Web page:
The surest path to securing the best possible treatment for a complex disease like sarcoidosis is for you to become a fierce advocate for your medical care.
Finding the Right Doctors
Although knowledge of sarcoidosis is growing, not every doctor is well versed in the disease and not every doctor will be the best partner in managing your healthcare. Take the time to find a general practitioner who impresses you with their knowledge of and willingness to research sarcoidosis, as well as their ability to collaborate with you to manage this complex disease.
“It is important to have a working relationship with your doctor. If you don’t trust your doctor, if you can’t discuss things with your doctor and even debate things with your doctor, then you don’t need to be with that doctor.”– Cascenta Whyte, Sarcoidosis patient
Similarly, devote time and persistence to finding and getting appointments with pulmonologists, rheumatologists or other needed specialists who have deep knowledge of sarcoidosis. Ask your GP and other trusted physicians for recommendations. Good doctors usually know other good doctors.
Finally, if there is a sarcoidosis clinic in your area, research the process for getting referred and diligently pursue an appointment.
“This disease is rare and you need to see doctors who understand it and have seen many patients with the disease. Because the disease comes in so many shapes and sizes, there are symptoms that can be easily overlooked or downplayed by doctors who are not familiar with it.”– Heidi Junk, Sarcoidosis patient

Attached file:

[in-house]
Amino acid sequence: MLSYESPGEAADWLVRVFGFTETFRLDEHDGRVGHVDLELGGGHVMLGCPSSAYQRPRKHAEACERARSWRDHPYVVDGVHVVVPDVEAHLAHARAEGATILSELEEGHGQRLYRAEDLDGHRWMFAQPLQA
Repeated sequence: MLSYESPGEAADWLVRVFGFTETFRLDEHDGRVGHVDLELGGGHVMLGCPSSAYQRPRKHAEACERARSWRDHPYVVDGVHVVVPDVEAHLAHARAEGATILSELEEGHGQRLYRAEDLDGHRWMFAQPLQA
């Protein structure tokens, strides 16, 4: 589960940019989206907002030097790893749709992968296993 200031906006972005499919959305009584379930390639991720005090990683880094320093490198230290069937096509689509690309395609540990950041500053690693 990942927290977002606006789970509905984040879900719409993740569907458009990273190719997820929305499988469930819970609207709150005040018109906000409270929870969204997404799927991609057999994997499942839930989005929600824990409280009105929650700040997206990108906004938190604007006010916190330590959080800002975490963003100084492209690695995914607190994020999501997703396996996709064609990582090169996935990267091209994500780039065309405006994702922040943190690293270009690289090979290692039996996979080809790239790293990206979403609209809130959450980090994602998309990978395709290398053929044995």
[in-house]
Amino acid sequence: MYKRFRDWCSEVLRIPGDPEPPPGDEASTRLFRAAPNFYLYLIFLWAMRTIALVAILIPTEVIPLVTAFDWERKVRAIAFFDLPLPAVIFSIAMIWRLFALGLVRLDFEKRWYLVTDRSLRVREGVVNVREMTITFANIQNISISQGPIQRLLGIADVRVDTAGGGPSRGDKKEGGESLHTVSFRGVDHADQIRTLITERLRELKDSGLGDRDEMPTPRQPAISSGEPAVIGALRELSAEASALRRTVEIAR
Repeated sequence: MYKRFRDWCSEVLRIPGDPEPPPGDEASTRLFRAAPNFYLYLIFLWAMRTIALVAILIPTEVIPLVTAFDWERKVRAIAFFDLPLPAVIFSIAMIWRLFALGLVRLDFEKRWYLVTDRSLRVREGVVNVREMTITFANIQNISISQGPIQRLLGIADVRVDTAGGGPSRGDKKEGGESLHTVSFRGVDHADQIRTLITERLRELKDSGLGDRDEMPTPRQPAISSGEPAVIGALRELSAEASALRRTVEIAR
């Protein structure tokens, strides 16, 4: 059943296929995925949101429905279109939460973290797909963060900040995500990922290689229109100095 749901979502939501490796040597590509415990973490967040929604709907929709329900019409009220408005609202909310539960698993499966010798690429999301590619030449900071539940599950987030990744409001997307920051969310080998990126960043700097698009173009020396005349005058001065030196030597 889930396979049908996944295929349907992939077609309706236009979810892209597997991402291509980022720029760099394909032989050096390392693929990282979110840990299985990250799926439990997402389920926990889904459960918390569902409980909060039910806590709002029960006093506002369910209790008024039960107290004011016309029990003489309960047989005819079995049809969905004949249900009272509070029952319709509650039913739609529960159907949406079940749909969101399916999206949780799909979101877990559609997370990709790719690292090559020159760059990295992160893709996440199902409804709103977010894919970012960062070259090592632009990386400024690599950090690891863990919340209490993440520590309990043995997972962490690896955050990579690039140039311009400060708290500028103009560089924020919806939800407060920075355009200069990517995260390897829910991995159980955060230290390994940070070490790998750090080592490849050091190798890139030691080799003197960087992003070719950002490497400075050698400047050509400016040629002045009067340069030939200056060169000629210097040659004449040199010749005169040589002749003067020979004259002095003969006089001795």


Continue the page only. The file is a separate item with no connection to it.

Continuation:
Handling Medical Appointments
When you are dealing with a complex medical condition, doctors’ appointments can include unfamiliar terms, unexpected information and conversations that feel too rushed. There are ways to make those appointments more informative, productive and satisfying.
- Set the agenda – Before each medical appointment, research the topics, treatments, tests, procedures or other issues that prompting the appointment. Based on your research, decide what you really need to get out of that appointment and write out a series of questions that will elicit that information.
“You can say to your doctor at the beginning of the appointment, there are five things I would like to go over with you. You can even hand him or her a copy of your agenda or a list of your questions. And if the doctor gets anxious that you are taking up too much time, then too bad.” – Elizabeth Schuler, founder and president of Patient Navigator, LLC